Lawyers are indoctrinated into an “adversarial system of justice.” We’re taught that parties in lawsuits are necessarily “adversaries”. (“Adversary” means “enemy.”) While the adversarial system of justice may be a good model for some practice areas, it’s generally not a particularly good one for family law cases. Fortunately, there are several alternatives to litigation, referred to as “ADR” or “Alternative Dispute Resolution.” In fact, the vast majority of divorces are resolved without a trial in which a judge or jury decides the issues. Some forms of ADR, like mediation and arbitration, are widely known. Others, like Late Case Evaluation or Judicially Hosted Settlement Conferences are less widely known. And other forms of ADR still remain widely unknown; like Collaborative Law.
The current form of Collaborative Law is widely attributed to a lawyer from Minnesota named Stu Webb, “the Godfather of Collaborative Law.” Stu developed his version of Collaborative Law in the 1990s, and in 2000, I attended the first training session for Collaborative Lawyers in Georgia and was trained, along with 60-70 colleagues, in part, by Stu. Now, there are scores of Collaborative Family Law practice groups in the United States and Canada.
An essential component of Collaborative training is the “paradigm shift.” We’re taught that, instead of seeing ourselves as zealous advocates in an adversarial system of justice, we need to view ourselves as members of a Collaborative Team whose mission is to resolve the issues in the divorce in a way that’s fair to both parties and that promotes the best interests of their children. The motto of Collaborative Law is that the divorce “isn’t a battle to be fought; it’s a problem to be solved.”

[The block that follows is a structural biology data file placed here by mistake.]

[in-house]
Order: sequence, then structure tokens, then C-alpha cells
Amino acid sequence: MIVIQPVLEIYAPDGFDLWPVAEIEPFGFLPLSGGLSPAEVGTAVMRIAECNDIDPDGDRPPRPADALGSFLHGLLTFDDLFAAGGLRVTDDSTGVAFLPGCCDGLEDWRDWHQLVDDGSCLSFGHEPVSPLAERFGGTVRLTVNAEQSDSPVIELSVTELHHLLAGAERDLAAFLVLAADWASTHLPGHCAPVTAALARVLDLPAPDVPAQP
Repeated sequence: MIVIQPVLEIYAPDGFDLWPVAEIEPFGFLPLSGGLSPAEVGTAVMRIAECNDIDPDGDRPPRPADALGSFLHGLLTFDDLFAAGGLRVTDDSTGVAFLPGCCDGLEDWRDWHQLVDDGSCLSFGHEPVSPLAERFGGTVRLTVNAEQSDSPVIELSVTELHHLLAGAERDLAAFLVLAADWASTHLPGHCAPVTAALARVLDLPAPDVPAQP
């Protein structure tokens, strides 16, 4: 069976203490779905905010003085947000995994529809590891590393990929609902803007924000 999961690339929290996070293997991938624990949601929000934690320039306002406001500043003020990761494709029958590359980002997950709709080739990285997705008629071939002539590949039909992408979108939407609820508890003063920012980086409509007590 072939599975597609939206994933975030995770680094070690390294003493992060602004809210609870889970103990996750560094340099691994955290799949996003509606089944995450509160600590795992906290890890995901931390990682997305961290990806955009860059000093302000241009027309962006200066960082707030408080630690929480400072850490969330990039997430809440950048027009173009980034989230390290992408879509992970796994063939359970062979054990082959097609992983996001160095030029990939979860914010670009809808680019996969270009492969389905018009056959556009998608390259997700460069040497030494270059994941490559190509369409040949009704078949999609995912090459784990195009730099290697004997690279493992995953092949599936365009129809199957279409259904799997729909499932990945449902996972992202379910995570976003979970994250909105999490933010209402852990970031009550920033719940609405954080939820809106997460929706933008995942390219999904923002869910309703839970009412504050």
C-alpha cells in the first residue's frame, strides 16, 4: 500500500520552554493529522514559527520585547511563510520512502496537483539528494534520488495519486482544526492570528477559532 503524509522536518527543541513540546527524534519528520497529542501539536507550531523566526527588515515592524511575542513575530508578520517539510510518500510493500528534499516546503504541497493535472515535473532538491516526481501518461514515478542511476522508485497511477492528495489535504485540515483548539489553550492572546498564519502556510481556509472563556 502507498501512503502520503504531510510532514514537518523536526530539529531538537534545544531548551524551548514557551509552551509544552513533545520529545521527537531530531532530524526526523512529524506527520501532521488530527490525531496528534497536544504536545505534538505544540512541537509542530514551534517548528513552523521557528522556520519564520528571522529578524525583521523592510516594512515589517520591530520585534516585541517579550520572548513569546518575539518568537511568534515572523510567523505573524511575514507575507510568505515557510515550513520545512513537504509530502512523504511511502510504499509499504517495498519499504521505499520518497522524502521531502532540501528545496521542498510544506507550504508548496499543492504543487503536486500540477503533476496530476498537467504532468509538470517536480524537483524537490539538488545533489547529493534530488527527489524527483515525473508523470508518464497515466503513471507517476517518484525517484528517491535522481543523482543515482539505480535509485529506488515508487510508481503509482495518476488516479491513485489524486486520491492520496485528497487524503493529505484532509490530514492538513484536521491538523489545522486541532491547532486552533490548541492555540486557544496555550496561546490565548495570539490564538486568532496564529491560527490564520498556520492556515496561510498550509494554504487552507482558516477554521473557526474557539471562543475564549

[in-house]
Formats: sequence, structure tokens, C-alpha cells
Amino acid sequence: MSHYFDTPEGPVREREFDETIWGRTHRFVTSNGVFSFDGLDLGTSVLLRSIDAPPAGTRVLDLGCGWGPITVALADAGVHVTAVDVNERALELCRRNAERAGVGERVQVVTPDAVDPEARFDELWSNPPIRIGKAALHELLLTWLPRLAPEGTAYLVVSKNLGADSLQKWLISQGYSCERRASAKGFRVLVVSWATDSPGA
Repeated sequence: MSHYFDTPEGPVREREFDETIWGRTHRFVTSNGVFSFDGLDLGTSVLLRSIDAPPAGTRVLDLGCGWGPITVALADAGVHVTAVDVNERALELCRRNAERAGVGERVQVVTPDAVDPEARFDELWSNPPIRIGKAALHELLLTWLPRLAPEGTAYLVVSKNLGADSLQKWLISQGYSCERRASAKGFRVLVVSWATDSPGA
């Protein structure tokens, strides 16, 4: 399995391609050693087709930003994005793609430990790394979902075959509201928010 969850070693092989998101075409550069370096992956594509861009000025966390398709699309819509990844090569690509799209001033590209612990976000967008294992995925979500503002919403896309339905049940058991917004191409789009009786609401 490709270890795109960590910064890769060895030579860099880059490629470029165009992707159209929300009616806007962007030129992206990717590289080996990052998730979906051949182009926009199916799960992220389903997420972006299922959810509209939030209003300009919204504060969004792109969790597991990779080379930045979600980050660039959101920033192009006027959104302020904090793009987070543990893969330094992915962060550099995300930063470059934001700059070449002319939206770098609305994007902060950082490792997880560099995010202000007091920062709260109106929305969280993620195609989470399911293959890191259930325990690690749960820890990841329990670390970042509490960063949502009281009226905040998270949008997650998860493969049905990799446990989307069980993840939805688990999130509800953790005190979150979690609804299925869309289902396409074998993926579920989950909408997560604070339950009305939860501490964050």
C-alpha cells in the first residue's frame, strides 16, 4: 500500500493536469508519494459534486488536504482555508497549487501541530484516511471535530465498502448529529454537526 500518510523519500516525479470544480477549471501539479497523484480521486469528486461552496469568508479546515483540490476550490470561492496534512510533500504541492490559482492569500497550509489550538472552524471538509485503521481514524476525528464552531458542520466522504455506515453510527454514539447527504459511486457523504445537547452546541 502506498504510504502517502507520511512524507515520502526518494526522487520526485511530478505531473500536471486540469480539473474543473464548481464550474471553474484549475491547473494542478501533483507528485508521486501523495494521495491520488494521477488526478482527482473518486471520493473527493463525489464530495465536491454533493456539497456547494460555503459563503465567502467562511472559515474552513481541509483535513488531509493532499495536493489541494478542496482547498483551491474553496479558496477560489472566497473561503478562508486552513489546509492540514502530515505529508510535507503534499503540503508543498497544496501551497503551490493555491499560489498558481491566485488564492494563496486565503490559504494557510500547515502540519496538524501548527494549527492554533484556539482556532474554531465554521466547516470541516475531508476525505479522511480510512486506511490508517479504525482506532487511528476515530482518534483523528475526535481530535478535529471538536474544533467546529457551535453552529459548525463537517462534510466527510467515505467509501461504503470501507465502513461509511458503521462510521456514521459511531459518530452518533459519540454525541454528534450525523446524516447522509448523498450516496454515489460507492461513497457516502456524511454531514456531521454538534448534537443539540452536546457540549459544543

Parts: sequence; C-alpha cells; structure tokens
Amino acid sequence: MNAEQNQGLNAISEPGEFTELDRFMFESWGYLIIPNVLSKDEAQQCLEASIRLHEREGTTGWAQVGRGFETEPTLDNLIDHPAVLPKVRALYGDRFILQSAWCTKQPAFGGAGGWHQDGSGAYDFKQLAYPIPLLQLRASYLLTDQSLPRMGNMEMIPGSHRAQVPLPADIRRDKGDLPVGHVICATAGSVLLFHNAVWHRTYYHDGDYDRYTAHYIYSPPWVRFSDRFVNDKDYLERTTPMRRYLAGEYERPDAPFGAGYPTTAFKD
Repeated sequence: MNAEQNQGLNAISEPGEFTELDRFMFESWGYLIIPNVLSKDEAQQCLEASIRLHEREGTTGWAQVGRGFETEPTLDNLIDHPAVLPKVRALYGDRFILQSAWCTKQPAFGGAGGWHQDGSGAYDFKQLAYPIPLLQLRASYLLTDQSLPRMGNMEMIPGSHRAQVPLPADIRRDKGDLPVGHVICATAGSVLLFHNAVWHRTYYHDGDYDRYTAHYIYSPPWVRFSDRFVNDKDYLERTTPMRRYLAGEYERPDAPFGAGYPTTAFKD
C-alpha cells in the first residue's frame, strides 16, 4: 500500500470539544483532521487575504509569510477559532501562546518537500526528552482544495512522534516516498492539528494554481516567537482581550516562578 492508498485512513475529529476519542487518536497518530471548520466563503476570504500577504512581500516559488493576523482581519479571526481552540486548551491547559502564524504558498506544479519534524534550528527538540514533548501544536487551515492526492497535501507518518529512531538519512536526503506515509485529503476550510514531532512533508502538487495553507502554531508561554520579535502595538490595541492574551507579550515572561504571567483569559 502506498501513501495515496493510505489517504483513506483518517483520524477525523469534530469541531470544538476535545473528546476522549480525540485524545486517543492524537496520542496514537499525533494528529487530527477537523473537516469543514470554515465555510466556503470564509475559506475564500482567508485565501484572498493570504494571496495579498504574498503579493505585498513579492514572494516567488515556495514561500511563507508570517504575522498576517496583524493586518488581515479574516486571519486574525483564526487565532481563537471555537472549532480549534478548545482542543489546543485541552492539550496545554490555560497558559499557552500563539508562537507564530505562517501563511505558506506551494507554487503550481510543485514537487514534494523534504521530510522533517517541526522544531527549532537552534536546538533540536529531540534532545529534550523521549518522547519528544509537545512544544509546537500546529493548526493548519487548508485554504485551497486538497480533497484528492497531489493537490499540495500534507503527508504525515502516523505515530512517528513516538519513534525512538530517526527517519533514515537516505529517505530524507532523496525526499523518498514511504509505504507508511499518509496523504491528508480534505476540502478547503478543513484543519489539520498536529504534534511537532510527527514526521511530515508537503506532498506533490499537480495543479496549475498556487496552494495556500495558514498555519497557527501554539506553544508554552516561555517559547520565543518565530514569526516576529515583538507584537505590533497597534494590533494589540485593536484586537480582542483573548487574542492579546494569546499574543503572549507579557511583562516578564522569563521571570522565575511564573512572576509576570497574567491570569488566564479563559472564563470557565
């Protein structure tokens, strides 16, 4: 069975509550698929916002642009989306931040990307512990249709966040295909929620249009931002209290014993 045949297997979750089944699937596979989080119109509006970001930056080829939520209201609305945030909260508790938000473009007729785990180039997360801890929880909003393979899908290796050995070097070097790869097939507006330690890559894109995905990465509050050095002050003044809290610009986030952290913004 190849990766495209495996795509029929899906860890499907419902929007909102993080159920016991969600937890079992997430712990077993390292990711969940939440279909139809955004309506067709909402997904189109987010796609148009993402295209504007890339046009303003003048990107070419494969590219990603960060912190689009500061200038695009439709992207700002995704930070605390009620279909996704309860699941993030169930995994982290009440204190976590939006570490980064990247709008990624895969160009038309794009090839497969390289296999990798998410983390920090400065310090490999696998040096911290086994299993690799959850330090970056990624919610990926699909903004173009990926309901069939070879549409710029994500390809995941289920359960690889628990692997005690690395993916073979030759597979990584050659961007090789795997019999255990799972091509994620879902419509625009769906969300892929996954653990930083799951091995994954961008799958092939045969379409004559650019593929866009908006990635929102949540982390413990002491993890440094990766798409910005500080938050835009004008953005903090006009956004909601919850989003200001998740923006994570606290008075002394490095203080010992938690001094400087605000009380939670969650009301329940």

Collaborative Law is a voluntary process. The husband and wife have to agree to have a Collaborative Divorce and they each have to hire their own Collaborative attorneys to represent them. (A persistent misconception about Collaborative Law is that one attorney represents both parties, which is an inherent conflict of interests.) The parties and attorneys enter into a written Collaborative Agreement in which they promise to abide by the tenets of Collaborative Law. Either party can withdraw from that process after giving proper notice to the other side. Nothing is filed in court until the parties reach an agreement, which is then drafted by the attorneys and signed by the parties. There is no pending litigation during the Collaborative process; therefore, there’s no “formal discovery”. The parties obtain information from one another informally and cooperatively. (This is an enormous cost savings for the client.) The parties and their attorneys meet together in what’s called “4-way meetings” to discuss the issues in the divorce and try to reach an agreement resolving those issues.